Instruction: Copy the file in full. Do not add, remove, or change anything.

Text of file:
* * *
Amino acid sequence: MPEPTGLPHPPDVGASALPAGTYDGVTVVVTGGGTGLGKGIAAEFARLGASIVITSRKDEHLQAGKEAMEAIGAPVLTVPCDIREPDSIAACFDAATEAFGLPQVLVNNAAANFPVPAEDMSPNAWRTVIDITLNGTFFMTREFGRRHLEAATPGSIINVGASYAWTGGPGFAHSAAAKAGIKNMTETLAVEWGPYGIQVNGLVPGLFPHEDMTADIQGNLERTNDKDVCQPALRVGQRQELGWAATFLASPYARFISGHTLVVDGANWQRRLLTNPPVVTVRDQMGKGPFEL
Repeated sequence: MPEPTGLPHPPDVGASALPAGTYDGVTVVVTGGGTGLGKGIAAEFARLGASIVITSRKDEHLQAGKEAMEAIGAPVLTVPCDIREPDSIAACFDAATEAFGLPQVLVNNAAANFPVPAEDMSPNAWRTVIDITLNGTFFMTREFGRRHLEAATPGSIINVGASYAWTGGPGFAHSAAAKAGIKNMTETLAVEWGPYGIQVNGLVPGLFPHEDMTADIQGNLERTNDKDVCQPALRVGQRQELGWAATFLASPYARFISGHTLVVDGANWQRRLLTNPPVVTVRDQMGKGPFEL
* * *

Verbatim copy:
Amino acid sequence: MPEPTGLPHPPDVGASALPAGTYDGVTVVVTGGGTGLGKGIAAEFARLGASIVITSRKDEHLQAGKEAMEAIGAPVLTVPCDIREPDSIAACFDAATEAFGLPQVLVNNAAANFPVPAEDMSPNAWRTVIDITLNGTFFMTREFGRRHLEAATPGSIINVGASYAWTGGPGFAHSAAAKAGIKNMTETLAVEWGPYGIQVNGLVPGLFPHEDMTADIQGNLERTNDKDVCQPALRVGQRQELGWAATFLASPYARFISGHTLVVDGANWQRRLLTNPPVVTVRDQMGKGPFEL
Repeated sequence: MPEPTGLPHPPDVGASALPAGTYDGVTVVVTGGGTGLGKGIAAEFARLGASIVITSRKDEHLQAGKEAMEAIGAPVLTVPCDIREPDSIAACFDAATEAFGLPQVLVNNAAANFPVPAEDMSPNAWRTVIDITLNGTFFMTREFGRRHLEAATPGSIINVGASYAWTGGPGFAHSAAAKAGIKNMTETLAVEWGPYGIQVNGLVPGLFPHEDMTADIQGNLERTNDKDVCQPALRVGQRQELGWAATFLASPYARFISGHTLVVDGANWQRRLLTNPPVVTVRDQMGKGPFEL